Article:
In October, 2010 our FTC (Federal Trade Commission) clamped down on many of these scamsters to the point where they nearly threw the baby out with the bathwater. But thanks to what the FTC did, debt settlement is now cheaper and safer than ever before. However, it’s important to understand that there are still some scam artists just waiting to pray on debt-strapped consumers.
How to spot the scam artists
The biggest telltale sign of a scam debt settlement company is what we’ve already mentioned – that it will try to collect big fees upfront. A second telltale sign is if it makes specific claims such as that it can reduce your debts by 70% to 80% on the average. It may say it can completely resolve all unsecured debts such as personal loans, department store accounts, medical bills, credit card debts, student loans and accounts that have gone to collection agencies. Or it may advertise a new “government program” designed to bailout personal credit card debt. And finally, it may try to convince you that the settlement process will be fast, painless and easy.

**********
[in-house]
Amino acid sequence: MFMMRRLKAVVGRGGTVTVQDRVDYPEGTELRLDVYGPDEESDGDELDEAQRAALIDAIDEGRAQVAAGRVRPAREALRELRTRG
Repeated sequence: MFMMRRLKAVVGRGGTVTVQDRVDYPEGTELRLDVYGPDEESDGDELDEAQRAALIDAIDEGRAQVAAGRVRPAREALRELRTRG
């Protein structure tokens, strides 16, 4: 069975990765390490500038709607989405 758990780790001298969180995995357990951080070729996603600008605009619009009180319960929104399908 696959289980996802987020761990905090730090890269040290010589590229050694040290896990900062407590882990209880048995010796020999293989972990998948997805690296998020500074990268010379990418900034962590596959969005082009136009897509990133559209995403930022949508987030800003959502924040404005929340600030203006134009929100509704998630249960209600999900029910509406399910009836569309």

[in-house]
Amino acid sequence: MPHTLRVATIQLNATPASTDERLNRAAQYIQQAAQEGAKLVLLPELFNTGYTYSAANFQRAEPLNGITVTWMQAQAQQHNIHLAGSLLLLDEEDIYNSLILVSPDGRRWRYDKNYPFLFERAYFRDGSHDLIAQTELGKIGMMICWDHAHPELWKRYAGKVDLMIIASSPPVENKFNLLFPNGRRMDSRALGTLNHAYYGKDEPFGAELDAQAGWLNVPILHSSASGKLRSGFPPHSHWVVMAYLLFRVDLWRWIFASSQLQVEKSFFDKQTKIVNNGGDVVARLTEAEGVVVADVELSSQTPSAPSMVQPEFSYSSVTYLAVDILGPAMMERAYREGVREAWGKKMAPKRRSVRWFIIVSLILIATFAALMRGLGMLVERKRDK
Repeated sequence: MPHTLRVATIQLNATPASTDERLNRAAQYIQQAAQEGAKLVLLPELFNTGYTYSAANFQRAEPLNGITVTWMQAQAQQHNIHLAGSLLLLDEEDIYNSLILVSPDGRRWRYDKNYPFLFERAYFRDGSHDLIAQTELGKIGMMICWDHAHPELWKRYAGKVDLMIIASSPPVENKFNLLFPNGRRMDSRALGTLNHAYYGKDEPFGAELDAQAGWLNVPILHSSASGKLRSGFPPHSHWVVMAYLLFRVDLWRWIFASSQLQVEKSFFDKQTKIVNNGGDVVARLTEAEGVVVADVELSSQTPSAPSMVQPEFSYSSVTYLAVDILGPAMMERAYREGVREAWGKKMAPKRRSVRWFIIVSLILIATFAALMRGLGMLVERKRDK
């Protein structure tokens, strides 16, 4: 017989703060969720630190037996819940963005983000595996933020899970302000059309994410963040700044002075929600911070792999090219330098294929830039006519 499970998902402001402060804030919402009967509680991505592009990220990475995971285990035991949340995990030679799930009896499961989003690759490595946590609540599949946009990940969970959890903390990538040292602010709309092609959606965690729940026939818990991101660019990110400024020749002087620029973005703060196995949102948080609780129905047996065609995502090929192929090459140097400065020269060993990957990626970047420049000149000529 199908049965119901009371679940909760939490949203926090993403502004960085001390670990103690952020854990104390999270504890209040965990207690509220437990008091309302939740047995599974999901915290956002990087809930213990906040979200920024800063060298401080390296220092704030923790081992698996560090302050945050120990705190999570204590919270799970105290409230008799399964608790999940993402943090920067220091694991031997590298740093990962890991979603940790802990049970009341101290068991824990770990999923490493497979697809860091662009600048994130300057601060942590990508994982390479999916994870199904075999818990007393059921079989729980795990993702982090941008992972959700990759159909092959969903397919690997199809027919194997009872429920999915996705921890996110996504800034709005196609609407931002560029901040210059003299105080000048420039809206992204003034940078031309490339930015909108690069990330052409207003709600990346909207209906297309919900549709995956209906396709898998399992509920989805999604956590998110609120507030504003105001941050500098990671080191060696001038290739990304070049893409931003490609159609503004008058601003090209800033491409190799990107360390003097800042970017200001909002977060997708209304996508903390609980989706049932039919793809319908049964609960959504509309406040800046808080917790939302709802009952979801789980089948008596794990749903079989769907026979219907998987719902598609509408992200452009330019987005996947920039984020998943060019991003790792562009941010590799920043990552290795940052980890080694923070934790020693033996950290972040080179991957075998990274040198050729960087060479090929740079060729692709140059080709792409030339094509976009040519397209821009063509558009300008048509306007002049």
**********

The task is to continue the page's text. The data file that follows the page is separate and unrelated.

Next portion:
The fact is that none of these claims is true.
You’ll get no grandiose promises
Unlike the scam artists no reputable debt settlement company will make grandiose promises such as reducing your debts by 70% to 80%. A second sign that you’re dealing with a reputable debt settlement firm is, of course, that it won’t require any upfront fees. The way that most legitimate debt settlement companies work is that they will add a percentage of their fee to each of your monthly payments but not actually collect the money until they have settled all of your debts. This is basically a 100% satisfaction guarantee as you could drop out of your program at any time and for any reason and not pay the settlement firm a single cent.